Zebbi , thanks- yeah, that's what I'd do. I'd use something like my Crocotile3d program to create the map and export it, then import into construct2 using q3d.
That's what I did with that example gif. I think I had to flip the y axis, or rotate the model to display correctly- q3d gives you options for sorting that stuff out.
I then used a tilemap object and physics objects with chipmunk plugin to handle collisions.
I'm not sure how I would handle collisions for a fps game though. It would be easy if you could use a 2d representation for collisions like wolfenstein, and use a tilemap object, etc..
It might be possible to create your own collisions by raytracing geometry if you want something more 3d.. or maybe try using the provided physics stuff in q3d( I havent tested them out ).. But you'd need a way to place that stuff efficiently, and change it easily if you need to.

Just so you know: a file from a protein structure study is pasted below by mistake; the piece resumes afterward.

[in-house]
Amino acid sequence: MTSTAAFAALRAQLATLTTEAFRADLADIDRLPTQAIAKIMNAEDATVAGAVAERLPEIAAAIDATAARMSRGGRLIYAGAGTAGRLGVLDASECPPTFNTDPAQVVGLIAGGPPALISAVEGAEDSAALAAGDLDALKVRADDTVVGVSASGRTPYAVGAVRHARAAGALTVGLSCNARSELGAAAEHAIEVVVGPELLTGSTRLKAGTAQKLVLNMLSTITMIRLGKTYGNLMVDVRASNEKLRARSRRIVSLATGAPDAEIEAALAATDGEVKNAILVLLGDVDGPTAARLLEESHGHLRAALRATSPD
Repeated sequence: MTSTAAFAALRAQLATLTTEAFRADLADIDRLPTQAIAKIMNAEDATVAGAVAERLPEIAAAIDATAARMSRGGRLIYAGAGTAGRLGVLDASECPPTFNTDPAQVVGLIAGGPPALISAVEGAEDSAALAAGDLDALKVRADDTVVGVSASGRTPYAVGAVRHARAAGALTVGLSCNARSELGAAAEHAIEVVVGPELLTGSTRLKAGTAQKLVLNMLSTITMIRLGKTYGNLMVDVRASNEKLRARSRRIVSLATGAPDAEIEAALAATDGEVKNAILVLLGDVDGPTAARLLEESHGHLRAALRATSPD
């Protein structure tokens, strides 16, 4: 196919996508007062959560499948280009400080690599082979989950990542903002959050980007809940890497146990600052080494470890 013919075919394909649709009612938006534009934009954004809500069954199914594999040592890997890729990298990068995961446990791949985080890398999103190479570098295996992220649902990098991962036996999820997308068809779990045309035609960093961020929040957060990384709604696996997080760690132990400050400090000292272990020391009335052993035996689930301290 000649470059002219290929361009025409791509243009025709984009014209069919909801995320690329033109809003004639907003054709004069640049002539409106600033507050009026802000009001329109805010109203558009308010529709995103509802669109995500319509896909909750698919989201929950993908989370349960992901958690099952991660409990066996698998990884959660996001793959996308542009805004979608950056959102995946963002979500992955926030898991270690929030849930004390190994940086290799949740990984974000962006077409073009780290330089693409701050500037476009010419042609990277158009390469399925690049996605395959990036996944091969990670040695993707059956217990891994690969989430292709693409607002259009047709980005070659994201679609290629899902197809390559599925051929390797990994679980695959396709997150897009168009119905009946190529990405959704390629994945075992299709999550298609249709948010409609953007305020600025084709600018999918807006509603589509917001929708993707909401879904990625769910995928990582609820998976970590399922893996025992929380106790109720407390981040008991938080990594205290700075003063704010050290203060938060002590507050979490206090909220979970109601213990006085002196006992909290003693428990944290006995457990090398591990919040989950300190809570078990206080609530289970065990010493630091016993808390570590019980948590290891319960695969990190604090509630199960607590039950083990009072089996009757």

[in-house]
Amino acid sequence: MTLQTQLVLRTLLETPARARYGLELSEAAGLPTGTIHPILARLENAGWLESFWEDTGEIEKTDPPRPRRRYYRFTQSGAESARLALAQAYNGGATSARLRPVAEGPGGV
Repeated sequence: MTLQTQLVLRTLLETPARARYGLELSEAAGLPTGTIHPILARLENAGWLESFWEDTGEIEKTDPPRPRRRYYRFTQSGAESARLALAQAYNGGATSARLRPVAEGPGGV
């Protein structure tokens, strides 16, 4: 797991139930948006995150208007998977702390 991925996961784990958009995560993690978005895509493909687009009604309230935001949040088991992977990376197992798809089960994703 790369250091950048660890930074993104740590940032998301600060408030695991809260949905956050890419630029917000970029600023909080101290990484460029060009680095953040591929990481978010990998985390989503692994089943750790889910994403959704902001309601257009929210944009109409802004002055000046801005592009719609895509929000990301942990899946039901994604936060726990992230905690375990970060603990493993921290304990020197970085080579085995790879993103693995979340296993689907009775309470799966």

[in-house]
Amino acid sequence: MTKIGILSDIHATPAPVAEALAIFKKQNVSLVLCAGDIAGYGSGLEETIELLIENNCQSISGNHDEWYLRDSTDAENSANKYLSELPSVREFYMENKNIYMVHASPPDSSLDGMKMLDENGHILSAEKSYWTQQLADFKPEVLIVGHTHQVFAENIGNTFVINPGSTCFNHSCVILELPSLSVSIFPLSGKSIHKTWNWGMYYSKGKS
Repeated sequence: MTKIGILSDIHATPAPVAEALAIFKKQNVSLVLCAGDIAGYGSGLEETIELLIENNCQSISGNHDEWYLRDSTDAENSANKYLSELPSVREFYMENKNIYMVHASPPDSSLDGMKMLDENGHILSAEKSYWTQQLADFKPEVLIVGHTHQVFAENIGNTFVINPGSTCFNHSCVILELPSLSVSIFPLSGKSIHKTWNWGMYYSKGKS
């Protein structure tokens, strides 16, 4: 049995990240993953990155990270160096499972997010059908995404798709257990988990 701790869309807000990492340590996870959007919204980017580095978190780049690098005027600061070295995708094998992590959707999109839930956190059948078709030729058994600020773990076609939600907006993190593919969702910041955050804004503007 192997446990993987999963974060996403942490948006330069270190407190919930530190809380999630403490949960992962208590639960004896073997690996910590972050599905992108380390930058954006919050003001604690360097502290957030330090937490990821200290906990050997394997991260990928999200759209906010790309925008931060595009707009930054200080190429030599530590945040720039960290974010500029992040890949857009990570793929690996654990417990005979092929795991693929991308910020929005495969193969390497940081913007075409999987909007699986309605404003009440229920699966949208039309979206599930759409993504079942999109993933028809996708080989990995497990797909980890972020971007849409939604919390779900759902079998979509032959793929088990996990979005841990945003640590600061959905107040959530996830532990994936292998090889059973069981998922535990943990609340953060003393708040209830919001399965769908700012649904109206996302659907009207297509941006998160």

I wrote an experimental feature in crocotile3d to export the collisions tile data based on a map I construct in it, and then I just load that into the tilemap object. That way I don't have to setup the collisions in Construct2.
It only works for side-view style maps though.
I don't know how well you are at writing your own code/etc. But you might be able to export some object point data from my Crocotile3d program and create your own instructions in Construct2 that takes that data and use it to create/place q3d physics objects for collisions. But I don't want to suggest doing that since I haven't tried it myself and have no experience with the q3d physics, so I don't know how difficult it would be or what sort of issues it may have.